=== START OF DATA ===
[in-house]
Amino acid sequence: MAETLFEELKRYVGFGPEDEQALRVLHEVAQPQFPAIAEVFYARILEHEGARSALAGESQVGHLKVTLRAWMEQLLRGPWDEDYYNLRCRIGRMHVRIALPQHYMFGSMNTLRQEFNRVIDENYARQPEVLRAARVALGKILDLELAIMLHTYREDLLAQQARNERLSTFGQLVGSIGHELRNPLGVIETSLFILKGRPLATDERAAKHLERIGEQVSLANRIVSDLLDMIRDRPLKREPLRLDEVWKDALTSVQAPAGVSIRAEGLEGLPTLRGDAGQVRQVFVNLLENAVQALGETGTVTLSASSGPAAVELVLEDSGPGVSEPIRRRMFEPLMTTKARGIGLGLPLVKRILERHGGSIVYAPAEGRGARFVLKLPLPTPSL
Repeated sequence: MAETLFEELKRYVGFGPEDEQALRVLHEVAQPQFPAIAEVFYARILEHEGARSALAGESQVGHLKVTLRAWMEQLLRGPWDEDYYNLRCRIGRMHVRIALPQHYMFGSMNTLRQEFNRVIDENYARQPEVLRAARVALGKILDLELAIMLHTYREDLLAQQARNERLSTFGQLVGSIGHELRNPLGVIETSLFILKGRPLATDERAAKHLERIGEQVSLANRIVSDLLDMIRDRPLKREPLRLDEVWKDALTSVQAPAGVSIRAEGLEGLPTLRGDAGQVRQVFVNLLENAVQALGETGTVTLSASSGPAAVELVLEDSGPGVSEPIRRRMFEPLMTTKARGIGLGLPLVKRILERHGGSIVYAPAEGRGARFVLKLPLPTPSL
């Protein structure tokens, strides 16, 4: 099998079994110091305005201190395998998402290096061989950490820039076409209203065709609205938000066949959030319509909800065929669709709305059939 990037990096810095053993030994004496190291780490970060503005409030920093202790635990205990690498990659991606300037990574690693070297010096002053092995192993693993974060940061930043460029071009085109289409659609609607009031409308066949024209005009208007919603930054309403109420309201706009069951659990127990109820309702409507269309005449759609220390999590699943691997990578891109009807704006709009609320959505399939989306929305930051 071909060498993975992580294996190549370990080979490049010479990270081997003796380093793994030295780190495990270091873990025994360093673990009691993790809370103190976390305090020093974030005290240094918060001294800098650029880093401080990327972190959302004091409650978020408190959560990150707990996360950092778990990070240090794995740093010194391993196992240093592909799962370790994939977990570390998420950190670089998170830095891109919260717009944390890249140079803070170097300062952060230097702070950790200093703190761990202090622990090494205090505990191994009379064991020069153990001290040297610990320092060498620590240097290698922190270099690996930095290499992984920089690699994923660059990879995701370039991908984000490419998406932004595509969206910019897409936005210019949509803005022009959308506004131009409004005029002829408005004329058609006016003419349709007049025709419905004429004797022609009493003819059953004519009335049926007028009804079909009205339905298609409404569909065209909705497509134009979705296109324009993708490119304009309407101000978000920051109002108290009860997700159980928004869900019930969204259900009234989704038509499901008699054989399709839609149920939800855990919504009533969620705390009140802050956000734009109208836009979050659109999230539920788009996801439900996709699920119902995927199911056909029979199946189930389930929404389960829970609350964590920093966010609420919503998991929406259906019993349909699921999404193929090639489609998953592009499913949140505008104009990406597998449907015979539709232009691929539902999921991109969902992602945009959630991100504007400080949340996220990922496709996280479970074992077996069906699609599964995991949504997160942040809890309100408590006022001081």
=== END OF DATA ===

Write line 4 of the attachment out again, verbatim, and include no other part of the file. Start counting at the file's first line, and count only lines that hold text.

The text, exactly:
């Protein structure tokens, strides 16, 4: 099998079994110091305005201190395998998402290096061989950490820039076409209203065709609205938000066949959030319509909800065929669709709305059939 990037990096810095053993030994004496190291780490970060503005409030920093202790635990205990690498990659991606300037990574690693070297010096002053092995192993693993974060940061930043460029071009085109289409659609609607009031409308066949024209005009208007919603930054309403109420309201706009069951659990127990109820309702409507269309005449759609220390999590699943691997990578891109009807704006709009609320959505399939989306929305930051 071909060498993975992580294996190549370990080979490049010479990270081997003796380093793994030295780190495990270091873990025994360093673990009691993790809370103190976390305090020093974030005290240094918060001294800098650029880093401080990327972190959302004091409650978020408190959560990150707990996360950092778990990070240090794995740093010194391993196992240093592909799962370790994939977990570390998420950190670089998170830095891109919260717009944390890249140079803070170097300062952060230097702070950790200093703190761990202090622990090494205090505990191994009379064991020069153990001290040297610990320092060498620590240097290698922190270099690996930095290499992984920089690699994923660059990879995701370039991908984000490419998406932004595509969206910019897409936005210019949509803005022009959308506004131009409004005029002829408005004329058609006016003419349709007049025709419905004429004797022609009493003819059953004519009335049926007028009804079909009205339905298609409404569909065209909705497509134009979705296109324009993708490119304009309407101000978000920051109002108290009860997700159980928004869900019930969204259900009234989704038509499901008699054989399709839609149920939800855990919504009533969620705390009140802050956000734009109208836009979050659109999230539920788009996801439900996709699920119902995927199911056909029979199946189930389930929404389960829970609350964590920093966010609420919503998991929406259906019993349909699921999404193929090639489609998953592009499913949140505008104009990406597998449907015979539709232009691929539902999921991109969902992602945009959630991100504007400080949340996220990922496709996280479970074992077996069906699609599964995991949504997160942040809890309100408590006022001081």